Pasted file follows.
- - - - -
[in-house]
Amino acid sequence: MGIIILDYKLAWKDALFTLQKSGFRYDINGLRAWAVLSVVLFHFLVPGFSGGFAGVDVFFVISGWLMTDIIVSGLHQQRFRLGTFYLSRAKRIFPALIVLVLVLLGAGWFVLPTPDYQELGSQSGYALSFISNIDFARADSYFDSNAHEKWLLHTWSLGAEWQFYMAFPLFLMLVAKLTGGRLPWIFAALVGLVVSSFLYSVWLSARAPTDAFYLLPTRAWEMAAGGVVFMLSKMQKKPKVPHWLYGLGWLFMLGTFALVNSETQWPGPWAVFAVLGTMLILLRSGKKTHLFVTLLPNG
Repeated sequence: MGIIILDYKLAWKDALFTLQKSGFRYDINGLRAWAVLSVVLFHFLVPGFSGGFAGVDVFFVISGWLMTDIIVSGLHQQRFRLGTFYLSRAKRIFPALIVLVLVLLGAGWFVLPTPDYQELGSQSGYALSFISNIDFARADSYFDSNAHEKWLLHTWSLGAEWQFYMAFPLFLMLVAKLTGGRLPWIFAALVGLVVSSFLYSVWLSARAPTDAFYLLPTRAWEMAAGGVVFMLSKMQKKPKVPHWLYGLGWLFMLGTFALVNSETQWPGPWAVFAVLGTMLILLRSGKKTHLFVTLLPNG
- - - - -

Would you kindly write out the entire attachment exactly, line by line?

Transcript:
[in-house]
Amino acid sequence: MGIIILDYKLAWKDALFTLQKSGFRYDINGLRAWAVLSVVLFHFLVPGFSGGFAGVDVFFVISGWLMTDIIVSGLHQQRFRLGTFYLSRAKRIFPALIVLVLVLLGAGWFVLPTPDYQELGSQSGYALSFISNIDFARADSYFDSNAHEKWLLHTWSLGAEWQFYMAFPLFLMLVAKLTGGRLPWIFAALVGLVVSSFLYSVWLSARAPTDAFYLLPTRAWEMAAGGVVFMLSKMQKKPKVPHWLYGLGWLFMLGTFALVNSETQWPGPWAVFAVLGTMLILLRSGKKTHLFVTLLPNG
Repeated sequence: MGIIILDYKLAWKDALFTLQKSGFRYDINGLRAWAVLSVVLFHFLVPGFSGGFAGVDVFFVISGWLMTDIIVSGLHQQRFRLGTFYLSRAKRIFPALIVLVLVLLGAGWFVLPTPDYQELGSQSGYALSFISNIDFARADSYFDSNAHEKWLLHTWSLGAEWQFYMAFPLFLMLVAKLTGGRLPWIFAALVGLVVSSFLYSVWLSARAPTDAFYLLPTRAWEMAAGGVVFMLSKMQKKPKVPHWLYGLGWLFMLGTFALVNSETQWPGPWAVFAVLGTMLILLRSGKKTHLFVTLLPNG